Just hours before the devil’s dice came tumbling into his back yard, Ray set off on an urgent mission: to legally bar himself from stepping inside his neighborhood casino in suburban Maryland.
A binge craps player, he’d blown endless days and huge amounts of money at casinos from Atlantic City to Las Vegas. “The sickness,” as he calls his compulsion, had wrecked his family and his finances before he finally turned to Gamblers Anonymous for help.
The 50-year-old civil engineer is fighting through recovery just as the state embarks on a dramatic expansion of casino gambling. Addiction experts fear the growth could set off a wave of self-destruction among the estimated 150,000 compulsive gamblers in Maryland, a state that has been slow to prepare.
With four casinos open and two more coming, the ranks of addicts are almost certain to grow, said the head of the state’s Alcohol and Drug Abuse Administration. One national study found that living within 10 miles of a casino increases a person’s odds of being a problem gambler by 90 percent.
Ray lives just two miles from Maryland Live Casino. When the Arundel Mills gambling hall added craps and other table games to its thousands of slots machines, he knew it would be a massive temptation.
“It’s a siren call,” said Ray, identified here by his middle name because he didn’t want to be publicly associated with the stigma of his disease.
Desperate to avoid being caught again in the grip of the game that ruined him, Ray drove to the Maryland Lottery and Gaming Control Agency headquarters in Baltimore one day in April, entered a third-floor conference room with privacy-protecting frosted windows and became one of more than 230 problem gamblers to register for Maryland’s Voluntary Exclusion Program.
Putting himself on the little-known self-exclusion list meant he could be arrested and prosecuted if he entered any of the state’s casinos. He welcomed the extra deterrent.
“I’m feeling better,” he said. “But I’m in a vulnerable state.”
Already, he had been taking detours to avoid driving past the casino. When he couldn’t find another route, he’d avert his eyes.
See no evil, play no evil.
The human fallout from Maryland’s gambling binge worries even the state’s top gambling regulator. “I am concerned for people who already had [gambling] as a stress point now that we’re bringing it that much closer,” said Stephen Martino, director of the gaming control agency, which administers the state’s self-exclusion list for casinos and just launched a similar program for the lottery.
Research suggests that the rate of severe gambling addiction may double within 50 miles of a casino. In Maryland, the number of people living beyond that 50-mile zone is shrinking rapidly.
By 2016, the Baltimore-Washington corridor will be one of the most concentrated casino markets in the country, with Maryland Live sitting between the Baltimore Horseshoe Casino (opening next year) and another massive casino in Prince George’s County now in the bidding process.
And that’s to say nothing of the commercial bingo halls, horse tracks, lottery retailers and other forms of gambling — legal and otherwise — around the state.
“I thought about moving when I heard about Maryland Live getting craps,” Ray said. “But where could I go?”
On most days, the Maryland Center of Excellence on Problem Gambling is staffed by just four people — the same number of employees manning a single casino craps table.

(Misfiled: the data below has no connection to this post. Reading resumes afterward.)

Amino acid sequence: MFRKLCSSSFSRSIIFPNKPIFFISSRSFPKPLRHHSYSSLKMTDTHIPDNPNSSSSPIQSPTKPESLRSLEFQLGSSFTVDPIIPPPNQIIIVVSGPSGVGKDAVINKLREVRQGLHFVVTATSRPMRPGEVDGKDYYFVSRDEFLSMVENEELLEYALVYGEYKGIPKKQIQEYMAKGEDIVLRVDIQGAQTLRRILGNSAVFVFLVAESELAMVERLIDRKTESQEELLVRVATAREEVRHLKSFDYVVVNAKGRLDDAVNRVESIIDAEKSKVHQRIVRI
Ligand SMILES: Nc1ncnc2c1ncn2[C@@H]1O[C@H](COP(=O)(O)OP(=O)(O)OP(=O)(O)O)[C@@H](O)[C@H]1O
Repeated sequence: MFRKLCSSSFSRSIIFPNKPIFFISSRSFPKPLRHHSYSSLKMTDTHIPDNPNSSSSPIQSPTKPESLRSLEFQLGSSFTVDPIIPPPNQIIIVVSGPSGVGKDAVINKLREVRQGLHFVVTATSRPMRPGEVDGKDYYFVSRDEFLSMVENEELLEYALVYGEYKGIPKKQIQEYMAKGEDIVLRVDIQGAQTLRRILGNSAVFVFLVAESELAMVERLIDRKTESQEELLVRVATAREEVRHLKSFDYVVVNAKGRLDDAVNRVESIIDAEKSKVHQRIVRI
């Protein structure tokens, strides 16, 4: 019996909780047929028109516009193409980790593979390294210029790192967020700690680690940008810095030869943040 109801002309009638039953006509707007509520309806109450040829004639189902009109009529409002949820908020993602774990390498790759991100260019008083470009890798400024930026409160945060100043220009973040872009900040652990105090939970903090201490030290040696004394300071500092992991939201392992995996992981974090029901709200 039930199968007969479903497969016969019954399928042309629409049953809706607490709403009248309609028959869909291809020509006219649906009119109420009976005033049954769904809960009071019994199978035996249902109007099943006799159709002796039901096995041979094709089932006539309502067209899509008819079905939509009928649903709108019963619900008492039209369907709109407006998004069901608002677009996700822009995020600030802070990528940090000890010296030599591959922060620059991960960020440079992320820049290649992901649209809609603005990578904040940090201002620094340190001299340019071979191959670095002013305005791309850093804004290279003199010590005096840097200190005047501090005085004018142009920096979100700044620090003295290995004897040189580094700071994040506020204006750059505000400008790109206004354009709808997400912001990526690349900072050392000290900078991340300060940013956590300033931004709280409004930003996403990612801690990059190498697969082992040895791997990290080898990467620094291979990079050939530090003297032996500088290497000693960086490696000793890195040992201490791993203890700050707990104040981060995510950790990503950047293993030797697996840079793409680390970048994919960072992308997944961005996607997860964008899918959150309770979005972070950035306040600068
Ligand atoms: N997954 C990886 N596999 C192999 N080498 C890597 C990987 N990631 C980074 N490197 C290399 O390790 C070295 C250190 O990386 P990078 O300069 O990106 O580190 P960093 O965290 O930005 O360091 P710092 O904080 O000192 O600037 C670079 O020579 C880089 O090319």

The center’s driving force is Joanna Franklin, who has been working with problem gamblers in Maryland since 1979, when Johns Hopkins created the country’s first state-financed residential treatment program.
Funding for that groundbreaking program ended years ago. The state’s compulsive gambling problem did not.
So when Maryland voters approved five slots casinos in 2008 and then upped the ante with a sixth casino plus table games and 24-hour operations last November, state lawmakers mandated the creation of a problem gambling fund. Casino operators are required to pay $425 per slot machine and $500 per table game annually to the Alcohol and Drug Abuse Administration (ADAA).
So far, the casinos — which generated nearly $350 million in state and local revenue in the past year — have pumped about $5 million into the fund. The money has been used to begin offering residential treatment services, conduct prevalence surveys and launch the problem gambling center in Baltimore.
The center has fielded 1,300 calls to its confidential toll-free help line (800-522-4700), established a prevention program and trained more than 700 clinicians who have been told to expect a dramatic spike in gambling addicts.
“It’s coming,” declared Kathleen Rebbert-Franklin, the ADAA’s acting director.
Joanna Franklin described the state’s initiatives as a “good start” but also said they were a “long time coming.” Other states, including Pennsylvania and Delaware, do far more to publicize their gambling addiction services, including printing the number of their help lines on everything from billboards to lottery tickets to gas station receipts at pumps near the casinos.
Ray said he had no idea that state-financed treatment is available in Maryland. Franklin said there should be a push for more funding and public awareness efforts now that the state has added casinos to its ever-lengthening menu of gambling options.
That proliferation “is really frightening,” said Mike R., who lives just minutes from Baltimore’s planned Horseshoe Casino and has been in recovery for more than 30 years.
At his main Gamblers Anonymous meeting, he said, no more than 12 people, mostly men, used to attend. Now the group has swelled to 25 or 30 people, and a third of them are women.
The women are often escape gamblers, who zone out at slot machines for hours, like numbed-out narcotic addicts, according to Franklin. The men are usually more like cocaine addicts — action seekers who chase the instant gratification of fast-moving games like craps.
Ultimately, though, the differences don’t matter. “Any addiction counselor will tell you, whether you’re high on cocaine or high on sleeping pills, you’re still high,” Franklin said. “If you lose everything you have, and it takes two days versus seven, you still lose everything you have.”
Ray’s final craps binge began in 2010, around the time his wife filed for divorce. He was gambling with staggering frequency during a spree that went on for months.